Life After COVID- 5 Signage Tips For A Post-Pandemic World

Life After COVID – 5 Signage Tips For A Post-Pandemic World

By: Signs Now

As businesses re-open, many will do so with strict hygiene measures in place. Travel, logistics and transportation will operate under strict monitoring and staggered timetables. Face masks may become an everyday accessory, and large-scale events may not even take place until 2021 or even later.

All of this will significantly affect the way we communicate with customers, employees and visitors as we help each other navigate this new world. Signs and graphics will play an essential role in such communications, and planning your signage strategy early will prevent you from scrambling as your local economy re-opens for business. Here are some essential tips to help you get started.

1. Create a Social Distancing Floor Plan

The curve may have been flattened, but some studies have suggested that social distancing efforts will continue into 2022 to keep the coronavirus in check. Whether for temporary events or your permanent space, a social distancing signage plan will be necessary to ensure the ongoing safety of your employees and visitors. Floor decals can help people maintain a six feet perimeter from others, while arrow graphics and wayfinding signs can ensure the safe flow of foot traffic to mitigate the risk of cross-contamination.

2. Tell The World You’re Open For Business


While the timing of the economy’s reopening is uncertain, one thing is clear: lockdowns will be lifted in a gradual, week-by-week manner, with certain industries and neighborhoods re-opening sooner than others. Customers may be unclear which camp your business falls into, which makes it doubly essential to announce your operating status loud and clear.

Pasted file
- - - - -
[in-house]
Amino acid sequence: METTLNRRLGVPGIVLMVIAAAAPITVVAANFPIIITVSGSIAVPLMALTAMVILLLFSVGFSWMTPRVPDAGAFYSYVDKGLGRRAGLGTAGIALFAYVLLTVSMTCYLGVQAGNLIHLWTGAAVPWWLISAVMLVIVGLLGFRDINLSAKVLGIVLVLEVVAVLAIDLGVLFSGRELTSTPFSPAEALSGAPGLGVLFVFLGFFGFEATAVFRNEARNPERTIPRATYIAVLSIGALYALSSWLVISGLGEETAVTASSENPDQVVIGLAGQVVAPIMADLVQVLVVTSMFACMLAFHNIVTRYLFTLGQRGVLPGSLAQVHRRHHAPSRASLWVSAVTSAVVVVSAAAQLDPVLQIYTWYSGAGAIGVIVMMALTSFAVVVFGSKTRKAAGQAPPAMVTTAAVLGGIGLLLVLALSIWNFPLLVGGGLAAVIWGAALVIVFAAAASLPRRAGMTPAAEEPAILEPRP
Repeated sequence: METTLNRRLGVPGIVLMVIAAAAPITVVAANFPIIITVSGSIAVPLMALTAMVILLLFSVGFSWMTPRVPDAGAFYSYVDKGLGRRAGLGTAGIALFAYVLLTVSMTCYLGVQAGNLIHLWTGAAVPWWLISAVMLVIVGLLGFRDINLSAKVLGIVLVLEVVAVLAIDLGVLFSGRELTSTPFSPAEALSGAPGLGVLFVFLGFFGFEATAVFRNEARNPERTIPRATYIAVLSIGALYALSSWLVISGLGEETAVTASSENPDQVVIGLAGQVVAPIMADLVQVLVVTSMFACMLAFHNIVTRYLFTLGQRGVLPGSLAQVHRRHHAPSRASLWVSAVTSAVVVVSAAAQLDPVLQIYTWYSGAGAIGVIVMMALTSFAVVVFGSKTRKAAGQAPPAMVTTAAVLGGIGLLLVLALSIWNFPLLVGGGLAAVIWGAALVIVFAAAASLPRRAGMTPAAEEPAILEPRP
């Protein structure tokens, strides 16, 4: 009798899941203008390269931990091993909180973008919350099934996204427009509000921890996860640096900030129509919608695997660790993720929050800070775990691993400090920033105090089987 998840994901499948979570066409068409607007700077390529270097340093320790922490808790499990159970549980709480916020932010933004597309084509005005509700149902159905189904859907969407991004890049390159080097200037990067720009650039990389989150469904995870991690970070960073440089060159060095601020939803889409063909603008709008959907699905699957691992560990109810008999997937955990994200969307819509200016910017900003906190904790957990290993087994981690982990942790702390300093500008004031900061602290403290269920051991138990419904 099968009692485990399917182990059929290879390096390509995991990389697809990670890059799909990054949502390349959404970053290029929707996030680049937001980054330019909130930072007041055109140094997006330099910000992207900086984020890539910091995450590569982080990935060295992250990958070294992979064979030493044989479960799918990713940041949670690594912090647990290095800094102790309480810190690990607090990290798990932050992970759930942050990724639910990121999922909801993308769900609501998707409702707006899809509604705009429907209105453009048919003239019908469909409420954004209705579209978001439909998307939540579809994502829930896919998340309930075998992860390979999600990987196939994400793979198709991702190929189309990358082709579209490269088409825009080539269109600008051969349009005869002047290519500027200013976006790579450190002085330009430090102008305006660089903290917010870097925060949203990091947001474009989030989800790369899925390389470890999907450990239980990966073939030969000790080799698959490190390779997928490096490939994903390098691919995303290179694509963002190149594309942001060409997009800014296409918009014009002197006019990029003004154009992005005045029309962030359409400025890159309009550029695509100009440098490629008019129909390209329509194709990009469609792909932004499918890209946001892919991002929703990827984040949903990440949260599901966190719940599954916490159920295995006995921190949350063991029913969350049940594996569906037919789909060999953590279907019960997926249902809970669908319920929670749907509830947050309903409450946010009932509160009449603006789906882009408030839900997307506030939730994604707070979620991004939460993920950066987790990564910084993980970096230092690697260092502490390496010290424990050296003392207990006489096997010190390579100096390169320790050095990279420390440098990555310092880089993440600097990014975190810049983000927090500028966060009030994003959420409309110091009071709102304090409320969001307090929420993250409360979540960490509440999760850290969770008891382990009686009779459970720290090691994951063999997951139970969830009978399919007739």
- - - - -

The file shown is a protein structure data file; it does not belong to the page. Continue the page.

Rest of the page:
Exterior banners and flags are one of the most eye-catching and economical ways to announce your opening from the roadside. Yard signs can be positioned throughout the neighborhood to spread awareness among drivers and pedestrians. Healthcare facilities, salons and other personal care spaces may benefit from announcing walk in availability with banners, a-frames and other temporary signs.

3. Show Your Commitment to Safe Hygiene

Even after quarantine is over, businesses will be expected to practice much stricter sanitation practices than in the past. Germ prevention signage promoting hand washing and other best practices will be a ubiquitous site in many buildings. Hand sanitizer stations will need to be readily available and clearly marked. At counters and customer service stations, acrylic safety screens will act as barriers to coughing, sneezing and other airborne hazards, further reducing risk of contamination.

Businesses that experience large crowding – such as schools, airports, entertainment spots and more – may be obligated to carry out regular temperature checks, which will require extensive signage such as a-frames, banners and banner stands to spread the word.

4. Be Prepared to Adjust Your Promotion Strategies

Everyone has had to adapt their marketing and communication strategies in the wake of the healthcare crisis, launching new messages to their customers on a weekly if not daily basis. The aftereffects of the pandemic will continue to shake our economy, leaving a ripple effect of constantly changing business and consumer needs.

As a result, you’ll need to develop a communication strategy that is structured yet flexible, allowing you to switch out promotions and other communications regularly. Start by establishing the needs of your target audiences, determining the key messages and stories you need to tell them, and identifying the materials you’ll need. Make sure someone on your team is monitoring the flow of information and the public response, so you can make more informed decisions with your visual communication strategy.